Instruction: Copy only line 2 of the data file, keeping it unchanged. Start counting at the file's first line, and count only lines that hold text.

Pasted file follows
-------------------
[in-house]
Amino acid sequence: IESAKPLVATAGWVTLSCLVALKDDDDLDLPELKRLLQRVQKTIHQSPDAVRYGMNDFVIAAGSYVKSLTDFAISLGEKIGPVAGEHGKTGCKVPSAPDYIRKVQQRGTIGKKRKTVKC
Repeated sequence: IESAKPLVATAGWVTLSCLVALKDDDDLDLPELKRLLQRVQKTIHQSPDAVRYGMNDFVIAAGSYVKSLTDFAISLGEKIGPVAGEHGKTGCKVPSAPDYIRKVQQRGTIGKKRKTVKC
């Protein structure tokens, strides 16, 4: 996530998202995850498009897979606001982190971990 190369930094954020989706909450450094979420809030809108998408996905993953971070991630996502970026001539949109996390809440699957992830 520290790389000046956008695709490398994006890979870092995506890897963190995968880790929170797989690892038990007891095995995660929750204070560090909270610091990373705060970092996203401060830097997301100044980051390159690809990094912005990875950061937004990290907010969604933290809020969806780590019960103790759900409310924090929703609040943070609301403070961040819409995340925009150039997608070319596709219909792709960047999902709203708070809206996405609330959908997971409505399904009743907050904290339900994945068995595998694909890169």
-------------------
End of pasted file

Amino acid sequence: IESAKPLVATAGWVTLSCLVALKDDDDLDLPELKRLLQRVQKTIHQSPDAVRYGMNDFVIAAGSYVKSLTDFAISLGEKIGPVAGEHGKTGCKVPSAPDYIRKVQQRGTIGKKRKTVKC